Flash Fiction with the words 'I just wish I could remember'
|The lab lies deep in the recesses of the gray building towering over the city like a mountain. Every aspect of her demeanor shows that Khazima has no wish to work today. She drags her feet and aches for some calamity, so she does not have to go in. Anything will do, even the fire sprinklers dispersing water in that irritating spray.
No such luck. Outside, it is bright and cheerful, contrasting Khazima’s dark mood. Manish nods to her from behind the granite-topped counter. She acknowledges with a reluctant smile.
A long walk along the plush corridors leads her to the array of elevators. Her mind is in a whirl, filled with the events of the day before. She gives in to the playback, hoping to glean insights for today.
It was the seven thousandth experiment yesterday. Khazima never failed to number them, and each failed outcome sat in its receptacle churning in distaste of its condition. However, until seven thousand, incremental progress kept her going.
As she leaves the cavernous entrance with its bright lights, she resigns herself to the impending reboot. Only one elevator leads to her lab. And she has the only key. The dimly-lit interior of the elevator matches her mood, and that lifts her spirits.
It takes a full three minutes to make the journey to the depths of her sanctum. She sighs and realizes that is all she has done since morning.
The tell-tale ding concludes her travel to innards of the building. Khazima suppresses another sigh and steps out. Green hues illuminate her path to the lab, which shares a wall with the elevator housing.
Familiar gases, plasma plumes, and dark matter greet her entry. Neatly labeled compartments, numbering in the thousands adorn all the walls of the lab.
Khazima surveys her fiefdom. ‘How much longer?’ she wonders. Will the breakthrough ever come?
The multiple systems emanate a dull hum hinting at their immense power. Khazima’s eyes unlock the array of screens ensconced between the two walls in the square lab. The door shuts behind her, and she is in her element.
In quick succession, Khazima opens numerous windows that display complex visuals of past experiments. From the fiftieth trial, steady progress ensured renewed vigor daily. However, none of them produced life in any sense. Nevertheless, she knew she was getting close - until seven thousand happened.
The seven thousandth experiment set her back to she didn’t know when. The mass of particles, atoms, and matter failed to coalesce into anything meaningful. Eons of painstaking efforts came to naught. What made it worse was that it felt like she was so close.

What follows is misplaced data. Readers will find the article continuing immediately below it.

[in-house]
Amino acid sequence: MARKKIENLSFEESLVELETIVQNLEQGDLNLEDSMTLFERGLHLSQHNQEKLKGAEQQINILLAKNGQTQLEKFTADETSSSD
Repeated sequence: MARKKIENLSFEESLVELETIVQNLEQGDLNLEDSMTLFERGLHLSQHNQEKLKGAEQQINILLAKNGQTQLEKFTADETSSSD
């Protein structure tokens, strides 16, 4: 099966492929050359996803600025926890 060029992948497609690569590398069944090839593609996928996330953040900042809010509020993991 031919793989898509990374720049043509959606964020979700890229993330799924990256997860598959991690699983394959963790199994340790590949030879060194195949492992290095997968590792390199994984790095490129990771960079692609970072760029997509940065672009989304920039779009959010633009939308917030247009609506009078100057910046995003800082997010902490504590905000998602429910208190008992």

Now to re-evaluate the failed trial. Each simulation needs a physical creation, and that is non-negotiable. After that, the potpourri of matter goes into the numbered receptacles. Khazima knows that he hopes that leaving them out may produce the desired outcome. But, a lot of these trials have been sitting idle for time immemorial. Unreactive and unresponsive.
Routine demands she generates the failed trial. Buttons appear on the screen, and she is all efficiency for the next few hours.
And then she is done. The result is a spiral arrangement of gases with an opaque center—nothing new here. Khazima frowns and goes back to the simulation. It does not match the output. Randomness and lack of cohesiveness still abound on the screen.
On the receptacle, a different story unfolds. Tiny bursts of flame and impacts commence accompanied by sounds indicating births and emerging patterns.
At the tail of the fast forming spiral, one fiery ball takes shape. It attracts in nine pieces of debris and matter, and the ball’s intense pull molds the fragments into smaller balls that revolve around the glowing mass.
Khazima stares in fascination as more substances hit the third ball and create a primordial stew. In a daze, she hits the button she has never touched before. The man upstairs needs to see this with his own eyes.
He appears instantly and does not need to ask. The visual is self-explanatory. There is already a sense of order in that small system at the edge of the spiral. Khazima says nothing but points to the ball.
The man peers in and magnifies the area Khazima’s unsteady finger indicates.
He staggers back, and a rare expression of confusion mixed with joy fills his face.
“What did you change this time, Khazima?” His voice washes over her like a warm blanket.
Khazima shakes her head, still in awe of the evolving system in front of her.
“I just wish I could remember,” she whispers.
“I thought I had failed completely,” she continues.
He smiles the all-knowing smile.
“Well, it doesn’t matter. What is important is that you did succeed.”
She regains her voice.
“I will recheck all the calculations, sir. I can’t understand how this can happen by chance.”
A pat on her head rewards her words.
“Don’t worry about it. Let us observe how life plays out on this: what do you call it - a planet?”
“Yes sir, that’s what the category is.”
“Good, what do you want to call it?”
Khazima thinks for a few seconds, and then, with vigor and confidence, she responds.